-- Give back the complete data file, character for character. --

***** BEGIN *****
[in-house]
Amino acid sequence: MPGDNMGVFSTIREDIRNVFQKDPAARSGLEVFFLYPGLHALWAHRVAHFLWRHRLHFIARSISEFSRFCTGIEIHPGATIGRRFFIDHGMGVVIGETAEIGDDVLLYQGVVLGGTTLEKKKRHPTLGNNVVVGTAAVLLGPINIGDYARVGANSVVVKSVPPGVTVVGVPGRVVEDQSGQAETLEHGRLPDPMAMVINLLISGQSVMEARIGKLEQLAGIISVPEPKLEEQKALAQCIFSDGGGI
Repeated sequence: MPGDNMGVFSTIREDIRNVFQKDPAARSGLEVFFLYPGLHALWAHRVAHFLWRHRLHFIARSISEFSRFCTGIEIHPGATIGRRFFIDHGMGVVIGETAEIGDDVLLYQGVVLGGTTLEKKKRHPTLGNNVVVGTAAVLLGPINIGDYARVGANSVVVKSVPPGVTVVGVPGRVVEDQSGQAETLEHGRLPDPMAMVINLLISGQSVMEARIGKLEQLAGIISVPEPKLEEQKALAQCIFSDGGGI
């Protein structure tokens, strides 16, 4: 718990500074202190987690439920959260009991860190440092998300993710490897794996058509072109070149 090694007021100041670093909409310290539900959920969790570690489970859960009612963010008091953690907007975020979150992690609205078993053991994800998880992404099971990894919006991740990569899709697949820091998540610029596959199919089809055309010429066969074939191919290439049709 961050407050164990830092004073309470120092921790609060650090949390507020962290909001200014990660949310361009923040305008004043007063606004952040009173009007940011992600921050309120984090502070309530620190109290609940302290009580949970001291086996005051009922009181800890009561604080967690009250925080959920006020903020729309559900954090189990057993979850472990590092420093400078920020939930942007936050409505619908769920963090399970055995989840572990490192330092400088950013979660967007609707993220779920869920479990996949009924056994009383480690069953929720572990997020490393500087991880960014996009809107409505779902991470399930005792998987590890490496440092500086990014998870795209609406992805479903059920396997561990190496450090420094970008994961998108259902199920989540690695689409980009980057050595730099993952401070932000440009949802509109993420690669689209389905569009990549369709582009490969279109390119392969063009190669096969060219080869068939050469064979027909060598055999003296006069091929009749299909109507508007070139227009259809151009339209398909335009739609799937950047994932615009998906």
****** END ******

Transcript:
[in-house]
Amino acid sequence: MPGDNMGVFSTIREDIRNVFQKDPAARSGLEVFFLYPGLHALWAHRVAHFLWRHRLHFIARSISEFSRFCTGIEIHPGATIGRRFFIDHGMGVVIGETAEIGDDVLLYQGVVLGGTTLEKKKRHPTLGNNVVVGTAAVLLGPINIGDYARVGANSVVVKSVPPGVTVVGVPGRVVEDQSGQAETLEHGRLPDPMAMVINLLISGQSVMEARIGKLEQLAGIISVPEPKLEEQKALAQCIFSDGGGI
Repeated sequence: MPGDNMGVFSTIREDIRNVFQKDPAARSGLEVFFLYPGLHALWAHRVAHFLWRHRLHFIARSISEFSRFCTGIEIHPGATIGRRFFIDHGMGVVIGETAEIGDDVLLYQGVVLGGTTLEKKKRHPTLGNNVVVGTAAVLLGPINIGDYARVGANSVVVKSVPPGVTVVGVPGRVVEDQSGQAETLEHGRLPDPMAMVINLLISGQSVMEARIGKLEQLAGIISVPEPKLEEQKALAQCIFSDGGGI
């Protein structure tokens, strides 16, 4: 718990500074202190987690439920959260009991860190440092998300993710490897794996058509072109070149 090694007021100041670093909409310290539900959920969790570690489970859960009612963010008091953690907007975020979150992690609205078993053991994800998880992404099971990894919006991740990569899709697949820091998540610029596959199919089809055309010429066969074939191919290439049709 961050407050164990830092004073309470120092921790609060650090949390507020962290909001200014990660949310361009923040305008004043007063606004952040009173009007940011992600921050309120984090502070309530620190109290609940302290009580949970001291086996005051009922009181800890009561604080967690009250925080959920006020903020729309559900954090189990057993979850472990590092420093400078920020939930942007936050409505619908769920963090399970055995989840572990490192330092400088950013979660967007609707993220779920869920479990996949009924056994009383480690069953929720572990997020490393500087991880960014996009809107409505779902991470399930005792998987590890490496440092500086990014998870795209609406992805479903059920396997561990190496450090420094970008994961998108259902199920989540690695689409980009980057050595730099993952401070932000440009949802509109993420690669689209389905569009990549369709582009490969279109390119392969063009190669096969060219080869068939050469064979027909060598055999003296006069091929009749299909109507508007070139227009259809151009339209398909335009739609799937950047994932615009998906």